On July 12, 2014, a day that started out as a normal workday, my concept of the term “connected” changed forever. The day started out like any other on the Vancouver Aquarium research boat: wake up, tend to the chores, and look for whales. Days working on a research boat are long and sometimes tedious but idle chatter helps to keep things interesting.

The morning’s topic of conversation was around messages in a bottle. I had been asking my co-worker, Lance Barrett- Lennard, if he ever found a message in a bottle. Surprisingly, he had found a bottle once, but it just had a one line, slightly inappropriate, message. It contained no contact information and it had not come from very far away. Coincidence struck later in the day, when I spotted a bottle floating in a bed of kelp. It too had a message inside!

Fast forward three months later and I’m standing in the Aquarium meeting the couple who had cast the bottle and 31 others, into the sea while passengers on a container ship travelling from Hong Kong to Colombia. Ka Tai and Rebecca flew from Hong Kong to Vancouver to meet me, the first recipient of one of their messages. Their trip was exactly one year since their long, message in a bottle journey had begun and also coincided with their wedding anniversary.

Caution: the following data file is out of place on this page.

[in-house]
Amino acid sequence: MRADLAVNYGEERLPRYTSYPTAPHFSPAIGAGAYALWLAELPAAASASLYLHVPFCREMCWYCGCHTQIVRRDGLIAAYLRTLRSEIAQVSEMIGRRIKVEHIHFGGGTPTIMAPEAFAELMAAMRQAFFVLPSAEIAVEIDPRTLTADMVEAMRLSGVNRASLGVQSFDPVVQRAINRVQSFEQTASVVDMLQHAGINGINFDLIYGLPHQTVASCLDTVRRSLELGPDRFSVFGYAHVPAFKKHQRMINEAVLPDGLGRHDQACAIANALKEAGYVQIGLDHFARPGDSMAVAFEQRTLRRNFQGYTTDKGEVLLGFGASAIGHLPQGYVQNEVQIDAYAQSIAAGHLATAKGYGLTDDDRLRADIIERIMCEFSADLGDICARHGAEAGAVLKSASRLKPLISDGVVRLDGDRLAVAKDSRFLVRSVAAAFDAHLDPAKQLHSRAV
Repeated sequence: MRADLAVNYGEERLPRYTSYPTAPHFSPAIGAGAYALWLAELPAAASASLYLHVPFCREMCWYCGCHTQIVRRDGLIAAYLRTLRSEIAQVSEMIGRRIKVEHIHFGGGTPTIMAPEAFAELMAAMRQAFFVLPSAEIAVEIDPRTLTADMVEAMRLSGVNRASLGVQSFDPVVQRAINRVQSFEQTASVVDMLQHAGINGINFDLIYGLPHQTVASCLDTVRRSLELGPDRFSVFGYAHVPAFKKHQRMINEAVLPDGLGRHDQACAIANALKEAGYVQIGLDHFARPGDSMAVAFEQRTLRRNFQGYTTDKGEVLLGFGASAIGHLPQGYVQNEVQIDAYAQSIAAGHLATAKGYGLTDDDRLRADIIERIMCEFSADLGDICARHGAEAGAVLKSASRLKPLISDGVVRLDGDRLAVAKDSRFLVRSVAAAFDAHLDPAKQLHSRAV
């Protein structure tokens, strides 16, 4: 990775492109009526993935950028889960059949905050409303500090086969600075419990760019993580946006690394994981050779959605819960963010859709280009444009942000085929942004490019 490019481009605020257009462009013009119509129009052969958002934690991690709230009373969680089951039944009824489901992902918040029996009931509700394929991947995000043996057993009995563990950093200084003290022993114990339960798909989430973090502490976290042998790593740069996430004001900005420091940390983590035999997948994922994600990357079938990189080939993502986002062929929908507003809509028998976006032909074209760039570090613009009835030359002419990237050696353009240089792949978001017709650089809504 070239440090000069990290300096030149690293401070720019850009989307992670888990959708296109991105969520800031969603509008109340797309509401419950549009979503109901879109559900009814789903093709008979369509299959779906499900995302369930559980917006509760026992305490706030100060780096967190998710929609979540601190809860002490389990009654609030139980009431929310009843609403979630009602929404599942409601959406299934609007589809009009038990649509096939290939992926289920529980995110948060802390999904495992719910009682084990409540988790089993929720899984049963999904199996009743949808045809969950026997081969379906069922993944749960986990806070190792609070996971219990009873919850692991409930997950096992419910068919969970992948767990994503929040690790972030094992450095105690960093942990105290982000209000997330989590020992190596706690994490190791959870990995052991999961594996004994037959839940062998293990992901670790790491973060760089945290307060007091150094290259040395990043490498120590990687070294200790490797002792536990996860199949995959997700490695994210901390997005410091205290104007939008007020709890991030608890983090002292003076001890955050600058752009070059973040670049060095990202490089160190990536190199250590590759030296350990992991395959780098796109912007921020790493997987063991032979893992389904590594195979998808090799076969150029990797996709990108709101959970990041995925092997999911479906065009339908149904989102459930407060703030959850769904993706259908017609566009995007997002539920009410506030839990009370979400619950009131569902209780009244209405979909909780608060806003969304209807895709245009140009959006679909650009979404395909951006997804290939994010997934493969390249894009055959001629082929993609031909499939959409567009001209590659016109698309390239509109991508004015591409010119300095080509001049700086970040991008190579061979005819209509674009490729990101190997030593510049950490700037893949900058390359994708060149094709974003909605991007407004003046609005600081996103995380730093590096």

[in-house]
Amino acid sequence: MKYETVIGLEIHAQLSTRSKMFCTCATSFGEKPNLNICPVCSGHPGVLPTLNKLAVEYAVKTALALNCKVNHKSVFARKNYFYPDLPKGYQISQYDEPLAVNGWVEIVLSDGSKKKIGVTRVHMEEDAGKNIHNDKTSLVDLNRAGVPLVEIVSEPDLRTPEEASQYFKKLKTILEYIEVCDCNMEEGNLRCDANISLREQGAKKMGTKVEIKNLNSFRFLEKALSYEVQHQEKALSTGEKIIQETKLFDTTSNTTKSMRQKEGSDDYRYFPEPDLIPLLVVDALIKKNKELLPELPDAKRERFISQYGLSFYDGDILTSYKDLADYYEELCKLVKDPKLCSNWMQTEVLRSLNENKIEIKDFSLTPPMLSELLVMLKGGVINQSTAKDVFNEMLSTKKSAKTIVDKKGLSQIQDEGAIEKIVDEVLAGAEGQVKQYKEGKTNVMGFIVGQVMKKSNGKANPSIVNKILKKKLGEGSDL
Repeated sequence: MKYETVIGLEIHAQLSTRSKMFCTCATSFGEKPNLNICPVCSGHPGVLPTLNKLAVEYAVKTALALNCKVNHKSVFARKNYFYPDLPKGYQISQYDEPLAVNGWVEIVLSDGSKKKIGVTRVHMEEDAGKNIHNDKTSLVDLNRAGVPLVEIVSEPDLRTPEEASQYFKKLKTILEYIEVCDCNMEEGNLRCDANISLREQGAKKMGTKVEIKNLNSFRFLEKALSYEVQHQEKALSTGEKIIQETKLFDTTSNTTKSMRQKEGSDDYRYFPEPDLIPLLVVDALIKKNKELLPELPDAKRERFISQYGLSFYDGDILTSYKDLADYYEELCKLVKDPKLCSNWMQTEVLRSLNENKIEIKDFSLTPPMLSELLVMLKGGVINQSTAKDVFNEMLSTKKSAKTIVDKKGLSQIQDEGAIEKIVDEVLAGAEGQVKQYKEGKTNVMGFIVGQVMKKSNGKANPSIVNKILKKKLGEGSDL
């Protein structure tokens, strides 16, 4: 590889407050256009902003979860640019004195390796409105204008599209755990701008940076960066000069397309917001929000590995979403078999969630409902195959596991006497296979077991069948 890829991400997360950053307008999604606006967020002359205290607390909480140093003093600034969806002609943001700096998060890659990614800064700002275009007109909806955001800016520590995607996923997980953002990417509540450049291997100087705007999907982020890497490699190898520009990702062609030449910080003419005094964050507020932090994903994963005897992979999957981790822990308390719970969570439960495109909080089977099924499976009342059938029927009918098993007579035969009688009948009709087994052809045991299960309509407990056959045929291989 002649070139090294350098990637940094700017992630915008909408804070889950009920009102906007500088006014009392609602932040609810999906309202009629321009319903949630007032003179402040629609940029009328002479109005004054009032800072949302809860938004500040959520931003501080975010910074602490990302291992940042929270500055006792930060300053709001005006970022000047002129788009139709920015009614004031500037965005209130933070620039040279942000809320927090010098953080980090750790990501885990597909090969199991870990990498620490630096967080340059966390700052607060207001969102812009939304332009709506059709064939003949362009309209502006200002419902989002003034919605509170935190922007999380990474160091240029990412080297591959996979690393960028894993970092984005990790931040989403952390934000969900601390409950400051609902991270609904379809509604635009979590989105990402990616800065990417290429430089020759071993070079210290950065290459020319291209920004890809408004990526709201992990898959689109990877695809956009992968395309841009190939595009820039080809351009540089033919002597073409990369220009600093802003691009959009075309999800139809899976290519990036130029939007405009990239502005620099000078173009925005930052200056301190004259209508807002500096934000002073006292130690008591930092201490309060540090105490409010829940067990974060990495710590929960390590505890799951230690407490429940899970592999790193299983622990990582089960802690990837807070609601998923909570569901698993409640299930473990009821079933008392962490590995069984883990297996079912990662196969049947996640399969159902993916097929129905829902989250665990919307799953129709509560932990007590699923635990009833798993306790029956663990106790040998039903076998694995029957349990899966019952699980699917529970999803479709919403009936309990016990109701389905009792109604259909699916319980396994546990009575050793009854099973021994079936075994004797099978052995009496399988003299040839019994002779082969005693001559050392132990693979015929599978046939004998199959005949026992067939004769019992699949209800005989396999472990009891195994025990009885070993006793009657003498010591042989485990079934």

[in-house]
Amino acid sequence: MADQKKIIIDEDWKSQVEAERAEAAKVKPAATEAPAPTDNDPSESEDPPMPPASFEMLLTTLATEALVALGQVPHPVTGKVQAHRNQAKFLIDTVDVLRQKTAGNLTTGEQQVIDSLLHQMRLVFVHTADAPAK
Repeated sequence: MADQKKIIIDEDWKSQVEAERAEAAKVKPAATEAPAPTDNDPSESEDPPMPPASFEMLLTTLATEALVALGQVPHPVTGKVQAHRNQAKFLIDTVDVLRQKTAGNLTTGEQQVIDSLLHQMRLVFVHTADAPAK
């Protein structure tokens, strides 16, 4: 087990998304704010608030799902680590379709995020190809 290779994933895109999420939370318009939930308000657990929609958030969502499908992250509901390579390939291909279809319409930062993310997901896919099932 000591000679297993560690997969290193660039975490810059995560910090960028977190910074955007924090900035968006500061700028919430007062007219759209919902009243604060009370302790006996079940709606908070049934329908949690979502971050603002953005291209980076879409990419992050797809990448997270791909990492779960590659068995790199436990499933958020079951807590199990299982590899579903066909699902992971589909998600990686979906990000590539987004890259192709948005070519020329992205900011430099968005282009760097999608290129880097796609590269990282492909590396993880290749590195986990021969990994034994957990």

Vancouver Aquarium Message in a Bottle

We are now connected.

We live completely different lives, on completely opposite sides of the ocean. We are people with different pasts, different interests and different ways of life, but we are now connected.

Ka Tai and Rebecca visited me at work at the Vancouver Aquarium for a face-to-face introduction. I showed them the bottle, the messages and the USB key. I took them on a tour and tried to give them an idea of what my life is like and who I am as a person. They shared details of their lives and their journey. We watched a video of Rebecca’s ritual of selecting a bottle, sealing a message inside and casting it off to sea. Every bottle brought with it hope yet little expectations of results.

Ka Tai, a semi-retired photographer is currently preparing an exhibition that will feature photos and videos from their journey, messages from participants, and now photos and interviews with me – the only person to-date to find a bottle.

The 32 bottles were filled with unique messages from 32 of their close friends. The challenge Ka Tai and Rebecca had originally laid out was a seemingly simple task that makes you contemplate your outlook on life. “What would you say to somebody you have never met, of whom you know nothing about, and who may never receive the message?”

Blog post by Carla Crossman, marine mammal research biologist at the Vancouver Aquarium. 

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